Using DNA strand displacement to control interactions in DNA-grafted colloids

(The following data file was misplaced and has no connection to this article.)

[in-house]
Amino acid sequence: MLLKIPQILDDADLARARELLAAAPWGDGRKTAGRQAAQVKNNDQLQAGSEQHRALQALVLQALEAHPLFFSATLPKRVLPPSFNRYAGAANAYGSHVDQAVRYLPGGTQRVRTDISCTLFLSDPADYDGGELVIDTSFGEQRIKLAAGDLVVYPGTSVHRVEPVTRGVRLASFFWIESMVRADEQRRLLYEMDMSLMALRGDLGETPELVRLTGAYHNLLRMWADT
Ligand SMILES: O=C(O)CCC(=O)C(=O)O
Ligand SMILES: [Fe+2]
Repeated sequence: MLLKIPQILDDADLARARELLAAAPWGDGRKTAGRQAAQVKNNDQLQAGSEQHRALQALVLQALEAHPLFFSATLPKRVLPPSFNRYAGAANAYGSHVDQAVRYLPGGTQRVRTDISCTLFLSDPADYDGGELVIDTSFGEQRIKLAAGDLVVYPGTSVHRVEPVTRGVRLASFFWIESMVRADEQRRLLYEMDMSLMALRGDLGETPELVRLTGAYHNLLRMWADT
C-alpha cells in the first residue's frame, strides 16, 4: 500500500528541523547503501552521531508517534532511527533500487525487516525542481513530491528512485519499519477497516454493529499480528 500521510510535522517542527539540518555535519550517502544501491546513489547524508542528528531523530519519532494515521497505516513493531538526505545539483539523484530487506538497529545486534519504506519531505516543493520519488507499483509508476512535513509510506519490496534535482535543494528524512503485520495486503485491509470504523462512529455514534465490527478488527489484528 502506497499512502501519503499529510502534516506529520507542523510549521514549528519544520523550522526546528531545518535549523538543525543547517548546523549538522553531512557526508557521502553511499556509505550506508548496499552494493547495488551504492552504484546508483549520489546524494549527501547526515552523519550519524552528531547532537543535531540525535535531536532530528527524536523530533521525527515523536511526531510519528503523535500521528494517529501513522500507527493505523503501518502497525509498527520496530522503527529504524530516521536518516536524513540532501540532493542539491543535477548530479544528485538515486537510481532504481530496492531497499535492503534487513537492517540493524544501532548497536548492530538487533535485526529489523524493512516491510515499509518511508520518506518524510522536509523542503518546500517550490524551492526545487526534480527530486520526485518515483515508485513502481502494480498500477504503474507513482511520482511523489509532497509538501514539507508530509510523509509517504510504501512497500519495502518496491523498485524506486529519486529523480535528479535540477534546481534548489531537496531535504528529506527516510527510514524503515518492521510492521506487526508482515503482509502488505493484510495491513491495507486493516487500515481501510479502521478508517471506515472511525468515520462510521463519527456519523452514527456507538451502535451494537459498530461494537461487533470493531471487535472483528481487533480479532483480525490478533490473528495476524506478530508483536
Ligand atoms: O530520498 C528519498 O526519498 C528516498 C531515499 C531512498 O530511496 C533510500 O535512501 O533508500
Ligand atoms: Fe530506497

Grafting DNA oligonucleotides to colloidal particles leads to specific, reversible interactions between those particles. However, the interaction strength varies steeply and monotonically with temperature, hindering the use of DNA-mediated interactions in self-assembly. We show how the dependence on temperature can be modified in a controlled way by incorporating DNA strand-displacement reactions. The method allows us to make multicomponent systems that can self-assemble over a wide range of temperatures, invert the dependence on temperature to design colloidal systems that melt upon cooling, controllably transition between structures with different compositions, or design systems with multiple melting transitions. This wide range of behaviors can be realized simply by adding a small number of DNA strands to the solution, making the approach modular and straightforward to implement. We conclude with practical considerations for designing systems of DNA-mediated colloidal interactions.